This pair of Three pairsSamsungThe commitment raises doubts: Experts say an operator that builds a "non-independent" 5G network must buy 4G and 5G operating equipment from the same supplier to avoid interoperability issues.
But Three has now confirmed to Light Reading that it isHUAWEIThe contract includes replacing Samsung's 4G network and installing new 5G devices. "Through Huawei's project, we are replacing Samsung's 4G and deploying 5G," said Mike Eales, director of Three's network services strategy and architecture. "In a non-stand-alone situation, 4G supports 5G, so it must be the same supplier. You can't use different suppliers.
Given the security concerns surrounding the company, a heavy reliance on Huawei could be risky. American hardliners saw it as a gateway for Chinese spies and pressed European governments to ban the use of the technology in their 5G market.
The UK government is currently conducting a supply chain review to determine whether Huawei should be excluded from part or all of the country's 5G network.
Three operates on the assumption that any ban will be limited to the core part of the network, that is, routing traffic and the central part of the network that includes important IT systems. Its main core network provider is Nokia, Finland.
Shaun Smith, director of the Three 5G project, said that the National Network Security Center (NCSC), which is responsible for security matters, was fully involved in Three's procurement process and that any decision affecting RAN would be "unusual".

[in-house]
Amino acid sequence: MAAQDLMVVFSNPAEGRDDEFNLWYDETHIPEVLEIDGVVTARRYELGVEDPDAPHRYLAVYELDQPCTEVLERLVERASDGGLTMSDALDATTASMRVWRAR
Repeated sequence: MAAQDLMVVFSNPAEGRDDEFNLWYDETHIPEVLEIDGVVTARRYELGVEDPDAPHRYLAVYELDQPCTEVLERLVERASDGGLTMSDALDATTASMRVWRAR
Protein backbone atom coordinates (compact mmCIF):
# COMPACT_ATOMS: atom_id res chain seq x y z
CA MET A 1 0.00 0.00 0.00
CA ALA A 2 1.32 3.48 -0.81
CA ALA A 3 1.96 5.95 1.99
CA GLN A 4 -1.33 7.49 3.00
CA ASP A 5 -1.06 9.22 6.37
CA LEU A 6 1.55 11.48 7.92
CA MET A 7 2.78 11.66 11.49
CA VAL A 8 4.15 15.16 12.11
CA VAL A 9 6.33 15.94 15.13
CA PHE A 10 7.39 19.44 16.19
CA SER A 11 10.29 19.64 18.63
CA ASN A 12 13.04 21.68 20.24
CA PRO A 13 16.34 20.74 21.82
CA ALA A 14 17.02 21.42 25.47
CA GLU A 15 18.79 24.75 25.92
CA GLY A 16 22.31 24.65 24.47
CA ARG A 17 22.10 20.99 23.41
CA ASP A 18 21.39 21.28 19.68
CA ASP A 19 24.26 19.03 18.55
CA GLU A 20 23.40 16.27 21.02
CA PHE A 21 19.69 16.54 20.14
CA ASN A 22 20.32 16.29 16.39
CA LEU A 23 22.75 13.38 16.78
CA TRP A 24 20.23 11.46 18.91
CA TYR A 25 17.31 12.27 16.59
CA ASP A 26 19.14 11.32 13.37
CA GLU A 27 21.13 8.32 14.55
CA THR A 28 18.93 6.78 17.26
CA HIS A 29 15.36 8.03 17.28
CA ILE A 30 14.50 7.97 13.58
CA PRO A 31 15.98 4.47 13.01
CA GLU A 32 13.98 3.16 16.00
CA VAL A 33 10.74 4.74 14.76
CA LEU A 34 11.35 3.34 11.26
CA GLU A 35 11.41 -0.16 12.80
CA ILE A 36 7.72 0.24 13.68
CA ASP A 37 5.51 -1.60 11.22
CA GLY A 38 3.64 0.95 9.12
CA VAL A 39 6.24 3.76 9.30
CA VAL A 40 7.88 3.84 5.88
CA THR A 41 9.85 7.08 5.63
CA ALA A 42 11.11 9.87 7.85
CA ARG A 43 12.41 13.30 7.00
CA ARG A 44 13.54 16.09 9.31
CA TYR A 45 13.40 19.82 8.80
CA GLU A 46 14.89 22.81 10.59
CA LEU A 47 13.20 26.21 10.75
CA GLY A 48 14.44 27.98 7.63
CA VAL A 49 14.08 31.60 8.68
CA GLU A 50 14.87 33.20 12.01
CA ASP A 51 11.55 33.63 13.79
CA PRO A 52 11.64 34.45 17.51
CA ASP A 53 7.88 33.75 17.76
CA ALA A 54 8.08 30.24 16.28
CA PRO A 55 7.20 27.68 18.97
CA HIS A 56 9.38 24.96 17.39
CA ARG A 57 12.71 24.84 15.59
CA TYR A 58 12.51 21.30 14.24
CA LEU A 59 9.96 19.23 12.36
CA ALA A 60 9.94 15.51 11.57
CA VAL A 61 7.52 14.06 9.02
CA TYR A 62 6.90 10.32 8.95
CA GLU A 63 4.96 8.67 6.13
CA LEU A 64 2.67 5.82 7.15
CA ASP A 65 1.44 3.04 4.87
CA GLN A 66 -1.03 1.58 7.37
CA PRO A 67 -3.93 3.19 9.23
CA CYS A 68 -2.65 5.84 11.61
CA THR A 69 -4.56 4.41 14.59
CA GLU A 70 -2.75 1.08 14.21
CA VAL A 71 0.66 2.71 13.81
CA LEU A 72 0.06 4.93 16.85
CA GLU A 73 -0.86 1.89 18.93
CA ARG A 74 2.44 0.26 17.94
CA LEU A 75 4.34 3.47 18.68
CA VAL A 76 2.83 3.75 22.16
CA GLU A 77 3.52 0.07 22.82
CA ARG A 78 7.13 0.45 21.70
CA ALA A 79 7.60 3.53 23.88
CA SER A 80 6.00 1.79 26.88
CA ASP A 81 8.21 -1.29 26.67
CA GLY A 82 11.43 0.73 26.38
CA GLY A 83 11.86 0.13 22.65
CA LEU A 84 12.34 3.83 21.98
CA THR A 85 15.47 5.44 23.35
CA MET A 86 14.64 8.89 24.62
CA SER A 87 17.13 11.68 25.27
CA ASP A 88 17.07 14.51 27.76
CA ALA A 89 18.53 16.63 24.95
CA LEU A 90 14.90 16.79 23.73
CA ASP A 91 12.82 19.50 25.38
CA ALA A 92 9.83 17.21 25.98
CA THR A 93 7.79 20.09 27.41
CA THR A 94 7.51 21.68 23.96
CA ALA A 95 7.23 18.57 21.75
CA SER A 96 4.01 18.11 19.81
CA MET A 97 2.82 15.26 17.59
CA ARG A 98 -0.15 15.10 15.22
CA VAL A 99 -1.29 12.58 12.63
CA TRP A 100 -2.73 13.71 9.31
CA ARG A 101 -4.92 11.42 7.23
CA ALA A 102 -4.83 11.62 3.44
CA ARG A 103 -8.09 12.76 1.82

"This will damage all operators in the UK in a very similar way," he said. He points out that other UK service providers are also heavily dependent on Huawei's mobile devices. "It's worth remembering that in our topology, our new core is Nokia, which is where all intelligence lies. The radio suite is in operation, which is under the supervision of NCSC.
Considering the trouble and cost of replacing one supplier with another, it is not easy to switch from Samsung to Huawei. Vodafone UK has previously said that replacing Huawei's 4-G devices (about 6,000 of its 18,000 mobile sites use 4-G devices) would cost "hundreds of millions of pounds" and slow down the launch of 5G services in the face of a total ban on 5G networks.
All this shows that Huawei's bid for the RAN contract is very competitive, while Three's executives are not satisfied with Samsung's 5G capabilities.
But senior chief analyst Gabriel Brown said the move was not surprising. In an interview with Light Reading, he said: "Samsung is not really committed to the European market, so when the three companies bid, it is inevitable to be replaced." Samsung's equipment is good, but European operators want local support and supply chains, and it's not big enough on the 4G network to make this investment worthwhile. In addition, the service life of this device is very long, and Samsung's equipment has almost come to an end.
Three plans to launch mobile 5G services in the fourth quarter of this year, and to start business in 25 towns by the end of 2019. Three has about 167,700 mobile sites across the UK.
The company estimates that its vast spectrum reserve, the acquisition of UK Broadband in 2017 with 250 million pounds ($316 million), will enable it to provide 5G services faster and more reliable than its competitors can support. In a recent test in central London, its average download speed on the 5G network increased from 25 megabits per second on the 4G network to 138 megabits per second.
The company plans to launch a 5g-based fixed wireless access (FWA) residential broadband service and new intelligenceMobile phoneService: FWA service will be launched in August.
At the end of May, BT's EE business launched commercial services in parts of the UK, becoming the first 5G operator in the UK. Like the third company, Huawei uses 5G devices to support these services, but in less populous areas, it also relies on Nokia as an operator.
Vodafone will launch its 5G service on July 3. The company lists Ericsson and Huawei as its main operators, and Ericsson will take a larger share of the operator business. Earlier this year, Telefonica's O2 also announced plans to launch 5G services by the end of 2019.